Kathleen Brown's colorful resume includes stints as California state treasurer, chair of investment banking in the Midwest at Goldman Sachs and board member at Countrywide Financial. Now Brown is trying on a new role as a partner at law firm Manatt, Phelps & Phillips.

Brown will be based in Manatt's Los Angeles office, the company said in a press release last week. Her practice will focus on business counseling, government and regulatory affairs, particularly as they relate to the healthcare, energy and financial services industries.

"[Brown] has a distinctive and unique background," Manatt Chief Executive William Quicksilver said in the release. "Her leadership for one of the world's largest financial services firms and the country's largest state gives her a deep understanding of business and government and the interplay of the two with the healthcare, energy and banking sectors-all areas where Manatt excels."

Brown retired from Goldman Sachs (GS) in June after 12 years in senior management roles. She also served in senior positions at Bank of America (BAC) from 1995 to 2001. Before that, she was California state treasurer from 1991 to 1995.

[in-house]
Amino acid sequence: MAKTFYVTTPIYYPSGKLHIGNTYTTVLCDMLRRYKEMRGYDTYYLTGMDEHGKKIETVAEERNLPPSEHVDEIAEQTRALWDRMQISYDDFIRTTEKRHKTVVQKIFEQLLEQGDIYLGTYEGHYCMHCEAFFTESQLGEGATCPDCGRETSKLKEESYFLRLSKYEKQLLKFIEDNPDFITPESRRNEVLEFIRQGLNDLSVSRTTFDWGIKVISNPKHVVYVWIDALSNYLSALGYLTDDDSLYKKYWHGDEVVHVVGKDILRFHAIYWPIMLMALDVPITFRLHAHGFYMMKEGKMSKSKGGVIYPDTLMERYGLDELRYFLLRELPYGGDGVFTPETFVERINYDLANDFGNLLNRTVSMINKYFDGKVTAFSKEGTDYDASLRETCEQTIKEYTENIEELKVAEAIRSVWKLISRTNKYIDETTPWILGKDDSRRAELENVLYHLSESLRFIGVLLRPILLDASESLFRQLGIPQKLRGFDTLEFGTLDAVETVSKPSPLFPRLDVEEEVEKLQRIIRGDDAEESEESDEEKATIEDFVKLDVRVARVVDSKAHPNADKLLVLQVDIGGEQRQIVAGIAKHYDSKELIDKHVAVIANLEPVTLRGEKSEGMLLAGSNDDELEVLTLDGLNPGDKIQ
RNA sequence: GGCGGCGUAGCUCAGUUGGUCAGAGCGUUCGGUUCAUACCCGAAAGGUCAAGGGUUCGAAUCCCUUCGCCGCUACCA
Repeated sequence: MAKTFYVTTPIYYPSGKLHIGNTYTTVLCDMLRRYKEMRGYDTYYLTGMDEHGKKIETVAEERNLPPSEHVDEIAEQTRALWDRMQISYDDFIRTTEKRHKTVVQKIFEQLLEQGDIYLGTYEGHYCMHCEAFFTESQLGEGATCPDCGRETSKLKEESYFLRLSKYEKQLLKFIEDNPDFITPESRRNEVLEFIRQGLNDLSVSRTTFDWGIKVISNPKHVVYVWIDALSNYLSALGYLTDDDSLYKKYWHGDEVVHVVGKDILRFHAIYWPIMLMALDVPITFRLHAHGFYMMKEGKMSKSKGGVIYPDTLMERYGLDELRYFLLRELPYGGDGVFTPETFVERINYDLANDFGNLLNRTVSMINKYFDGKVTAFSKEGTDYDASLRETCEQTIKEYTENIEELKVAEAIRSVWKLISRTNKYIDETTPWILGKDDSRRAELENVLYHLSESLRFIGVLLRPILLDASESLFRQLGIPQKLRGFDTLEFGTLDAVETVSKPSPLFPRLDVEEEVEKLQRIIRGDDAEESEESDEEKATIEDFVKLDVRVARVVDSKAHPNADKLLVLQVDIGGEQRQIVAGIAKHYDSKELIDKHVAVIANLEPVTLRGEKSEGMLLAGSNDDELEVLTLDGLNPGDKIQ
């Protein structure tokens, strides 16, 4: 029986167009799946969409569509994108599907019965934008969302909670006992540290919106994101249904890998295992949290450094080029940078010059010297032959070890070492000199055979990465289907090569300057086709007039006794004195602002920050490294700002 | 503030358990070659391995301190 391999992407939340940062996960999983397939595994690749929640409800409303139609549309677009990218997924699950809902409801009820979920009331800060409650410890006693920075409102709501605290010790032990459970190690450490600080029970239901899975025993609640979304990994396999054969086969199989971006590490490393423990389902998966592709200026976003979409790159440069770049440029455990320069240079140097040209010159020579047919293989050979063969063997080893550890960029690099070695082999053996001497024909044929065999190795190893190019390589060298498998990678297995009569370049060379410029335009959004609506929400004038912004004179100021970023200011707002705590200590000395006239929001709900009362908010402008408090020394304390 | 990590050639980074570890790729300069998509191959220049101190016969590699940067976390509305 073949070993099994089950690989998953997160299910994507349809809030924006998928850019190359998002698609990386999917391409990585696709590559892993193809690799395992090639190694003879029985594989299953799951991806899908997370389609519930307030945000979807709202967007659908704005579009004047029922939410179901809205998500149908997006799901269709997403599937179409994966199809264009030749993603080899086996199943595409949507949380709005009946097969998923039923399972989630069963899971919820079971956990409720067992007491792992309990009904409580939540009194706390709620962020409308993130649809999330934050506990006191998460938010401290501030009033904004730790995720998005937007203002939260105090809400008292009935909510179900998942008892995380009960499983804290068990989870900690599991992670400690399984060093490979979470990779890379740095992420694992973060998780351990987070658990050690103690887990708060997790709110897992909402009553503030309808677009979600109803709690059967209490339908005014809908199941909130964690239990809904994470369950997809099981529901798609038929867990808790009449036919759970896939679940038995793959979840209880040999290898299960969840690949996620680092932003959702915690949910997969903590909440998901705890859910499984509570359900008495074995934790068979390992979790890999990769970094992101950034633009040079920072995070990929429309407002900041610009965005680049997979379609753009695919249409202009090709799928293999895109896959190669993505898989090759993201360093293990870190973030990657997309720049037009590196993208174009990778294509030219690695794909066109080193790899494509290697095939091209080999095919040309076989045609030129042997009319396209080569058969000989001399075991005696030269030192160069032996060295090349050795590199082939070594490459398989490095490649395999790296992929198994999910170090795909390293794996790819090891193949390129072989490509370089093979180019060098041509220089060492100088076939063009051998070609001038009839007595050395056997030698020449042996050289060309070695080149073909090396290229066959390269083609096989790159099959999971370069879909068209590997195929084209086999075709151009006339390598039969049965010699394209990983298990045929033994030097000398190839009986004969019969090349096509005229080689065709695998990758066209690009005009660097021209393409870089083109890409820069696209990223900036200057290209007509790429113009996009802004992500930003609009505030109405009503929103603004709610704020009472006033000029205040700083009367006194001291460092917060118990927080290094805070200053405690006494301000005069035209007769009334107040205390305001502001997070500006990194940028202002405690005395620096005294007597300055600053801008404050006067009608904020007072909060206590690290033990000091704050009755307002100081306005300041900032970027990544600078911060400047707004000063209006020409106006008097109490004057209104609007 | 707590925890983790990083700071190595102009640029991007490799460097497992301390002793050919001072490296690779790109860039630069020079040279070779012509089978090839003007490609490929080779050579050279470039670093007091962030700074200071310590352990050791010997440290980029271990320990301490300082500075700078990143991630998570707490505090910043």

The sister of California Gov. Jerry Brown, Brown served on the board of ill-fated mortgage giant Countrywide for two years. She stepped down in March 2007 as Countrywide's subprime loans began to sour, amidst vigorous criticisms of the board's governance. Two other board members — Michael Dougherty, chairman of the Dougherty Financial Group, and Henry Cisneros, a former Housing and Urban Development secretary — also resigned that year.

A New York Times article in November 2007 noted that Corporate Library, an independent research firm that grades corporate governance, gave Countrywide's board an "F."

"'We would give them a lower grade if we had one,'" Corporate Library editor Nell Minow told the Times. "'They overpay their chief executive. They have the strongest possible antitakeover defenses and they don't seem to know how to manage risk.'"

Brown was among the defendants named in several class actions brought on behalf of Countrywide shareholders. Countrywide, bought by Bank of American in 2008, agreed to pay $600 million to settle the lawsuits in 2010. Brown and the other executives and directors named in the lawsuits were not required to help fund the payments to shareholders. They denied any wrongdoing.

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